Wednesday, August 28, 2013

Heath Lange

Chapter 1:

Pressed Against the Sky

The first thing to know about me is that I’m dying.  I’ve been dying for the past few minutes, but I’m okay with it.  The way I see it, if I know some-thing’s happening, it’s already too late to do anything but accept it.  Okay, so I’m not one hundred percent happy about it, but then, I think there’s always a part of any experience that could use some improving, but by the time the experience is underway, there’s very little that can be done to change it.  If I can’t prepare for it, and I’ve always thought preparation was the key to understanding things, then why worry?

Okay, so I’m a little upset.  Who wouldn’t be?  If I spent every day knowing I was going to die, then maybe I could be handling this better, but I’m a creature of habit, a creature of nature, and it’s my ingrained fear of basic mortality that’s gotten me this far, so now that I’ve been forced to look it in the eye, there’s no more avoiding it, and as I’ve said, it comes with a mixed bag of emotions.  I’ve always feared most being reduced to a single thought, as if that would reduce my entire existence to a piece of trivia, something that could easily be discarded.  Being forgotten, I don’t think that’s what really gets us in the end.  It’s a lot harder than most people will admit.  It’s our need to shape how we’re remembered that truly haunts us, our last attempt at control.  They say we’re born and die without much say in the matter, but everything in between is up to us. 

How to describe it?  I don’t know, when I was growing up, it was easy to look up at the night sky and lose myself in the stars.  As I grew older, I became familiar with the concept of constellations, but I could never find them on my own, only the easy ones, the Big and Little Dipper.  Even the North Star, never had a clue, and I realized I never had a problem with that.  To me, the stars were still the stars either way.  I liked that other people could look at the same stars and see something entirely different, could even derive some use from them, but I never felt compelled to share that experience.  Mine was my own, right?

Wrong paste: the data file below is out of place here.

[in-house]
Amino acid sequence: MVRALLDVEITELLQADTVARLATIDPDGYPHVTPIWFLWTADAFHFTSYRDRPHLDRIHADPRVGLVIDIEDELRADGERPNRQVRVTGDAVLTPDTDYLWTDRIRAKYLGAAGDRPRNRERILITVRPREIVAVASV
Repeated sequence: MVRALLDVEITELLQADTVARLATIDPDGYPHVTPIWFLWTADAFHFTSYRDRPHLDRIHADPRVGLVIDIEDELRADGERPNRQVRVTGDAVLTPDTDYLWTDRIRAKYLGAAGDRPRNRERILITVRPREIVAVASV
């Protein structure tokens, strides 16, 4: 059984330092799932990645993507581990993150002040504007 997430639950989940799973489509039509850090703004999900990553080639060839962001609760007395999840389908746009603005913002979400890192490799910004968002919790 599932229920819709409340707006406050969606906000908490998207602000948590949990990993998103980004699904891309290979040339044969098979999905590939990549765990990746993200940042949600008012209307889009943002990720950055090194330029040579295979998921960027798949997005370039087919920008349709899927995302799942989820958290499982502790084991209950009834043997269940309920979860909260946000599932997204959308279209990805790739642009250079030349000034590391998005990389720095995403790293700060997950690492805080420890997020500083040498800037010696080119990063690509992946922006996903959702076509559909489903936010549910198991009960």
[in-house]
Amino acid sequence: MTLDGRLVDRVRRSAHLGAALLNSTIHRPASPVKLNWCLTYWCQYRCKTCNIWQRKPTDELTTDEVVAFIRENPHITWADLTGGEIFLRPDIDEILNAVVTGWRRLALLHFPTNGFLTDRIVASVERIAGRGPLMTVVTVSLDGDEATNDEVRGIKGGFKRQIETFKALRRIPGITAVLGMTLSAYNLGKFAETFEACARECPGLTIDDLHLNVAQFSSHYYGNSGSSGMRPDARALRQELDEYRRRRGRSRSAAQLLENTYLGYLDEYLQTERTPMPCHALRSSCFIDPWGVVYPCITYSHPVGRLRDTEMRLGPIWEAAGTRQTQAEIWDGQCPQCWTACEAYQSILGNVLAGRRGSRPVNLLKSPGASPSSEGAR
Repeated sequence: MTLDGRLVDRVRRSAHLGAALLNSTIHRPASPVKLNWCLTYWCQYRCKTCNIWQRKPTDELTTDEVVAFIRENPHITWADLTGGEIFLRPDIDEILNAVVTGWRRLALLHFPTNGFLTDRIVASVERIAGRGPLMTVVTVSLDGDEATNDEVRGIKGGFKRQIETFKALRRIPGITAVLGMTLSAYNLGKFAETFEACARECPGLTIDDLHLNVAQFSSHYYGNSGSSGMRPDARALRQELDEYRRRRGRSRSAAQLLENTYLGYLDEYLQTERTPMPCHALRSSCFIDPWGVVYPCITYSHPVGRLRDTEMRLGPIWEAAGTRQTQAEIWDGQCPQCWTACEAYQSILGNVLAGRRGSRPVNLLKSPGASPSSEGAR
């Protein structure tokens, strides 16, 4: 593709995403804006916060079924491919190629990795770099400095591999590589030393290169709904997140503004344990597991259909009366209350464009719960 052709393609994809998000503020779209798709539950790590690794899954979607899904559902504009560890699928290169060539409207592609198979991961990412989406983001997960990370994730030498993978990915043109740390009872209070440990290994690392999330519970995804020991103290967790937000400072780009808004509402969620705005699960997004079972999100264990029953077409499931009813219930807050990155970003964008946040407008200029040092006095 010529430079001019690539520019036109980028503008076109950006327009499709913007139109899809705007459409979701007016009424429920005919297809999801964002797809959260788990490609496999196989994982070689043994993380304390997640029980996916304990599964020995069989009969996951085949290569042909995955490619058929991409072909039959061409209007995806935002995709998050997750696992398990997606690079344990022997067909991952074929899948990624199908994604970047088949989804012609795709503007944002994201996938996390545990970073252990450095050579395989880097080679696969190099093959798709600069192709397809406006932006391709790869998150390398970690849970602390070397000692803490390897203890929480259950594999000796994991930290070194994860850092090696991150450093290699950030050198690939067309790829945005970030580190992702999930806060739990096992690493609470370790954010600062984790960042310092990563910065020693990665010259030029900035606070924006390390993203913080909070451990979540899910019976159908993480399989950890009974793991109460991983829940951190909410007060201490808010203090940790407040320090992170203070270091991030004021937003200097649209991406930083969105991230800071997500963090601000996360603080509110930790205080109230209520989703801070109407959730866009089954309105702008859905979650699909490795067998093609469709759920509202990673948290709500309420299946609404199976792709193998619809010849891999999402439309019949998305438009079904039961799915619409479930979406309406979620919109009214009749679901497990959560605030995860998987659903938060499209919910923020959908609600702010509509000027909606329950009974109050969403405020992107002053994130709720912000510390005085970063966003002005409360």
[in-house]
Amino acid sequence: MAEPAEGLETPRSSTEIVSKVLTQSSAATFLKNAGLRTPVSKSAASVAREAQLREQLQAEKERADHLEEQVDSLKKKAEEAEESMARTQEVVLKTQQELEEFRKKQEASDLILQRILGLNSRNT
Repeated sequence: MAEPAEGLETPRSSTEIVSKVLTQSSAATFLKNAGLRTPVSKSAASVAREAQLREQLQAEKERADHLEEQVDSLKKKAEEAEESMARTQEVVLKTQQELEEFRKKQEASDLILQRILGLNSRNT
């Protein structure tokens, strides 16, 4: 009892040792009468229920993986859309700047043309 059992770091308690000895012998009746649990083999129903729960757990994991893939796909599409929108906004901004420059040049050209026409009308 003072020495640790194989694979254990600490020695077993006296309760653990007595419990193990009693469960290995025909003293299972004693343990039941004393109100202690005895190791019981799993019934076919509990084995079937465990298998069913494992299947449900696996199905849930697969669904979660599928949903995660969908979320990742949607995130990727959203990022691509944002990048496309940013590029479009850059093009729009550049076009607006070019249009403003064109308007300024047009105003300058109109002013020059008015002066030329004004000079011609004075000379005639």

What can I say about the moon?  It was different.

Chapter 2:

700 Years

Sorry, allow me to introduce myself.  My name is Heath Lange, and I have lived for seven hundred years.  I suppose it sounds a little sad now, because that will, in the end, be all that it was.  For most people, it’s a biblical lifespan, I realize, but when I account for myself, I thought I would live forever.  Who doesn’t?  But in my case, I suppose I was being a little less than purely optimistic.  Still, that’s all over now, or will be soon enough.

Seven hundred years ago.  Many lifetimes ago.  I didn’t start out as an American.  For some time, even for some people as we rarely admit these days, that was not an uncommon story.  I came from Europe, of course, or maybe that was not so obvious.  But I have seen much of the world, and much of what the world has done, in my time.  I have seen wonders such that you have rarely heard about, but are as precious to me as my own thoughts.  I wish that I could recount those experiences now, but when you live a long life, you tend to begin seeing experiences differently.  As they accumulate, they begin to take on a life of their own, so that you have not had one but many lives, still one individual but a history that is a history to yourself, something you can remember but not exactly remember yourself participating in.  Try explaining that to someone without such an experience.  That’s why I don’t bother.  People have less imagination than you suspect, that’s what I’ve discovered.

 I don’t mean to disparage others.  That is, I suppose, an erasable element of my personality, except by the hand that approaches me now, of course.  It always takes some other hand to take, doesn’t it?  We use metaphors because they speak to the secret knowledge we deny ourselves, our inability to accept that the world is more complex than we can understand.  When you’ve seen enough of it, you can begin to understand a little more of it, but like the mind itself, it can never be completely understood.  Even the greatest minds we celebrate were crippled by limitations, and they have nothing to do with whatever era they may have lived in.

Did I start by saying I would introduce myself?

Chapter 3:

It’s Good to Know